It's a simple rule, we can choose to live with Him forever, or reject.

    No, this is the Calvinist approach. We are the ones who have the decision to make, to accept Him or to reject Him, our judgment has to do with our heart. Is our heart open to accept Him, or hardened?

    Yes, He has granted forgiveness to EVERYONE! This is the good news known as the gospel! Everyone has been forgiven and anyone can accept His forgiveness. The message christians are encouraged to spread is "Guess what! God has forgiven us!" And you are right, Jesus came to end the Old Covenant with it's laws and regulations and then He introduced a New Covenant of forgiveness. So by law He forgives.

    Saved from death.

    He has.

    The sacrifice ended the covenant between man and God. Jesus had to come as a man to do that. Then, rather than sacrificing animals over and over Jesus did it once and for all. (See Romans 7:1-4)

    Note Hebrews 10:8...

    First he said, “Sacrifices and offerings, burnt offerings and sin offerings you did not desire, nor were you pleased with them"—though they were offered in accordance with the law.​

    It seems God was not impressed with sacrifices, burnt offerings and sin offerings even though the law required them etc. Again, these were not what God ever wanted -- the Law was not what God wanted either. If you read Hebrews 10:1-18 you will see that Jesus died as a covenant sacrifice to bring in the new covenant, to put an end to the old law, and so that everyone is forgiven all people in the world can be called His chosen people rather than a small group.

    You are right, it was the sacrifice of a human body, but not just any human body, it was the body of the covenant partner -- as seen in Romans 7 mentioned above. The death of the covenant partner ended the covenantal agreement, so that the better covenant could be established.

    By the way, the sacrifice of the lambs under the old law was never to remove sin. God forgave their sins based on the faith manifested in killing the lamb; this faith reached forward toward the messiah who would come. Even under the old covenant system they were saved by faith in God, relationship with God. Through the sacrifice they were coming together to restore and renew the relationship. The killing of animals is a pretty normal part of life when it comes to food, and the sacrifice was to institute a feast of relational communion--not just for the sake of killing, which is often thought. It was a celebration of God's forgiveness.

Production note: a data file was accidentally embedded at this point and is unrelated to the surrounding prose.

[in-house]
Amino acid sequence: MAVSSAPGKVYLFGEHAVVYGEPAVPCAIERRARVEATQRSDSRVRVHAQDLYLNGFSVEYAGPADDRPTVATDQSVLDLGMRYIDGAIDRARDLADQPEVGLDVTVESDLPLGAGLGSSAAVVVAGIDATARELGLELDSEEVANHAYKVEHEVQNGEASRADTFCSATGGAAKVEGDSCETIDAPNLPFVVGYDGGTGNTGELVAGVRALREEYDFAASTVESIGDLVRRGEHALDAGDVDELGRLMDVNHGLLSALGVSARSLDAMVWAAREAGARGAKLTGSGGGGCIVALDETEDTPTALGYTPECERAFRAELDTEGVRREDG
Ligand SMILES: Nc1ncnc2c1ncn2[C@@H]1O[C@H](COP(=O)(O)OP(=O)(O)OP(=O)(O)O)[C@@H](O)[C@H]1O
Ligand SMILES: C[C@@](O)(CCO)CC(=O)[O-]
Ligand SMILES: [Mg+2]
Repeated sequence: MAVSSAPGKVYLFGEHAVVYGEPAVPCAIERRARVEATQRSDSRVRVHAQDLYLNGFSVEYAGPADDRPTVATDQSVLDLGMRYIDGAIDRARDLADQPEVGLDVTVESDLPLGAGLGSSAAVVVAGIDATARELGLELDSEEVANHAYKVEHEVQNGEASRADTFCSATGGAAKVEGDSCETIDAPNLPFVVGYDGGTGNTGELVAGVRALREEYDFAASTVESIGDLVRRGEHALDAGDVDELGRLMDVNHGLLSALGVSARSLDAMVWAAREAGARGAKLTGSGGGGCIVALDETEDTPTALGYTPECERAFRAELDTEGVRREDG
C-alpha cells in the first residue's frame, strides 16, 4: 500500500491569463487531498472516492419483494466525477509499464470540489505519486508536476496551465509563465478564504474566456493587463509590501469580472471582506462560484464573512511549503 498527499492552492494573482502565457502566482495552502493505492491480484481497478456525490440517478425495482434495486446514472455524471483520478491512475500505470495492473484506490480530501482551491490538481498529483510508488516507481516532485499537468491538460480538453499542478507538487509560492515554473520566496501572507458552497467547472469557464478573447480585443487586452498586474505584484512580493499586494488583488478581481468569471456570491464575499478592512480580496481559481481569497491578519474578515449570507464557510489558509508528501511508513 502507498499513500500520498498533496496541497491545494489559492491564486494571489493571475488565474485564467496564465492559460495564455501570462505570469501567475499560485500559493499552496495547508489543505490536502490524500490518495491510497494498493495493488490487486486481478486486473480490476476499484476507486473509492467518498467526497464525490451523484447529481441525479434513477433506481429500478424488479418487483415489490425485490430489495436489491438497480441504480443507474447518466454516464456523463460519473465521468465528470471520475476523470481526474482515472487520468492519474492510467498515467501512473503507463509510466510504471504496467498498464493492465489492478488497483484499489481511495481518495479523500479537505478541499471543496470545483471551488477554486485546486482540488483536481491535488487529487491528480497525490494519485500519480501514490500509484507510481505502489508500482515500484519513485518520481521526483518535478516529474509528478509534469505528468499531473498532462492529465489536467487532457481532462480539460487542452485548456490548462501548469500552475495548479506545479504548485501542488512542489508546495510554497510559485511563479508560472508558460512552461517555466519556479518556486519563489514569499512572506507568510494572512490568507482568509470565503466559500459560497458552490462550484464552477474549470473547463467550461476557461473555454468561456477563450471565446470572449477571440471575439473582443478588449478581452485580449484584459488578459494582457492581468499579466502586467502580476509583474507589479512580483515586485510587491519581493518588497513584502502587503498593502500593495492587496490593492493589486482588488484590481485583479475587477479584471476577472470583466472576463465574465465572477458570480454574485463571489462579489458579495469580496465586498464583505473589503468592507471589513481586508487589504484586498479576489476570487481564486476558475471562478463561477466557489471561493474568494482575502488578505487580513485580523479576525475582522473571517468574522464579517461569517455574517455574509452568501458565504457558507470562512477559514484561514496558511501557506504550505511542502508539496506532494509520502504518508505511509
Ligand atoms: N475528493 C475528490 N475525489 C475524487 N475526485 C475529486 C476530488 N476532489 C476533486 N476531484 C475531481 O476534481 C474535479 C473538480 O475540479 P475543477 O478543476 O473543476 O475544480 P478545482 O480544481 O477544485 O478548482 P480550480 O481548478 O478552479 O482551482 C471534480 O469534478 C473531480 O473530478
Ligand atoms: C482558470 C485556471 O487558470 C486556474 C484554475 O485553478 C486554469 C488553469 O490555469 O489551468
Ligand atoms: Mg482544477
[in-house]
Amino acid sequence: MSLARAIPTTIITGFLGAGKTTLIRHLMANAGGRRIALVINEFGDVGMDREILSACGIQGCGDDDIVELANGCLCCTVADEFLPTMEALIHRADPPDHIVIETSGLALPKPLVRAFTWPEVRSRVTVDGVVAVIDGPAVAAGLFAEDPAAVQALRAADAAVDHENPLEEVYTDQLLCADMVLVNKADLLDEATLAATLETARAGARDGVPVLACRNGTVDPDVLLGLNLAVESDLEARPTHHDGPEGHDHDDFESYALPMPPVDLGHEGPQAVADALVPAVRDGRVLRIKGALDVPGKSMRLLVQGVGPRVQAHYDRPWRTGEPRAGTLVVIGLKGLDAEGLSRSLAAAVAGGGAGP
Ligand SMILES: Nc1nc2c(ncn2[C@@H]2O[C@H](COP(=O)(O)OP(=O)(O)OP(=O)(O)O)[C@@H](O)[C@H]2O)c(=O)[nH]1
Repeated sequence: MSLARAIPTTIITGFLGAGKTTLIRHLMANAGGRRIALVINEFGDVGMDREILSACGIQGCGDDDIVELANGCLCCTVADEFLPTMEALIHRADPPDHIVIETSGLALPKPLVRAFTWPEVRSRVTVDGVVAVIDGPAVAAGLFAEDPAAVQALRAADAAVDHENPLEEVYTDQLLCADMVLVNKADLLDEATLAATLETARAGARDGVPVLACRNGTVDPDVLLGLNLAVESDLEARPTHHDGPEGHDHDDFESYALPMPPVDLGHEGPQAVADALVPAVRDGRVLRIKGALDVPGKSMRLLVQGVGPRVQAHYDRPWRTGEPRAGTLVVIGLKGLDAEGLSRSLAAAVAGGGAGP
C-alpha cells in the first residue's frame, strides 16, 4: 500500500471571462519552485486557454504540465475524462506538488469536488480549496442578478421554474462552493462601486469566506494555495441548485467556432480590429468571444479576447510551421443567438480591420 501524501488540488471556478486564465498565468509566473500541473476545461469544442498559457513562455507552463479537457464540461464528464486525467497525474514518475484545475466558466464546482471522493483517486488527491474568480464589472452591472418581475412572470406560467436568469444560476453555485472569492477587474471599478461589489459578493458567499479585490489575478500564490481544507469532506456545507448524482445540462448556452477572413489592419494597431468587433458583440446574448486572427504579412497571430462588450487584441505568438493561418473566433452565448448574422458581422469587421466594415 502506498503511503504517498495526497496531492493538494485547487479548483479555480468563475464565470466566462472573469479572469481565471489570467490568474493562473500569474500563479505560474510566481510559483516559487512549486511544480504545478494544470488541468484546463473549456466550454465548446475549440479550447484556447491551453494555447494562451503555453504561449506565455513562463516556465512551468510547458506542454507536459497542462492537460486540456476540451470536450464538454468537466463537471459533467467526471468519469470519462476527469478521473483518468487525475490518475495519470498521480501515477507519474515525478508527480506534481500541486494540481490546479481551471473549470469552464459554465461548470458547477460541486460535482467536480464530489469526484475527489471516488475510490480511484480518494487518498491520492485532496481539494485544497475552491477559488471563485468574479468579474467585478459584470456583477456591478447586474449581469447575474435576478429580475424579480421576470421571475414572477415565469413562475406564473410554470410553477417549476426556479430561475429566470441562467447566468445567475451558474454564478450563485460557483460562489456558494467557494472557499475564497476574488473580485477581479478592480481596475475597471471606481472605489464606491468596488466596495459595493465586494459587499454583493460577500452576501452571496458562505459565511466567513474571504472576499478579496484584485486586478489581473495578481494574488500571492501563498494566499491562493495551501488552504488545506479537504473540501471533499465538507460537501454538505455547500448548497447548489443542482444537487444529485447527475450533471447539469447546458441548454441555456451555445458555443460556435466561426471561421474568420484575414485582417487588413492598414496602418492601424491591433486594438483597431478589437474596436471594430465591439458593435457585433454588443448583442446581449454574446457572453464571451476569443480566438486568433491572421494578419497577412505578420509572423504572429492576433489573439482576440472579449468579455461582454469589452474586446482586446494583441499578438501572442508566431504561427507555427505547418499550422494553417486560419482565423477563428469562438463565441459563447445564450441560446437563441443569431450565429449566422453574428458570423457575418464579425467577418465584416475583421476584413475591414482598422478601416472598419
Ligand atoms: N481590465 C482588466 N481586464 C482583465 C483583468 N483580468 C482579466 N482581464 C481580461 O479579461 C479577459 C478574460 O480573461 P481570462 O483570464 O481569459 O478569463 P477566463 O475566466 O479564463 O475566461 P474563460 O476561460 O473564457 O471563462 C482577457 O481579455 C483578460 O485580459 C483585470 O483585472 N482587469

We know God is good by His actions.

    All need to be forgiven and enter a relationship with God. Good works, bad works, these things help or hurt our world we live in. God is interested in that too, but primarily He wants us. Sometimes the worst person knows it. And they want to be free of the guilt. Who are we to deny their forgiveness? Without forgiveness, we would all be doomed.
     
    Last edited: Nov 24, 2017
  14. YouAreAwesome

    YouAreAwesome ☝✌

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    If some disciples were around when the gospels were being formulated, the formulation could be critiqued. I need to read more about this, but it seems tome that because there is no mention of the temple being destroyed anywhere in the bible, that most, if not all were written prior to AD70. So I have no problem trusting these. Disciples, as eye-witnesses to Jesus, are trustworthy sources of knowledge on Jesus and His teachings. So I trust John, 123 John, Revelation. Also Peter's books. Paul associated with the disciples and learned from them so he also is trustworthy etc etc. I realise this isn't a "formal methodology" but I don't see why this method is "wrong". I'm not sure creating a formal-methodology would be helpful actually, but I could be wrong. We weigh the entire set of writings against itself and look for the overall message. Each book can contain errors, especially in the sense that if something written in one book does not match the rest of the bible, it is to be questioned.

    Because it reminded the people of Jesus' prediction about the destruction of the temple and therefore helped to save some number of christians.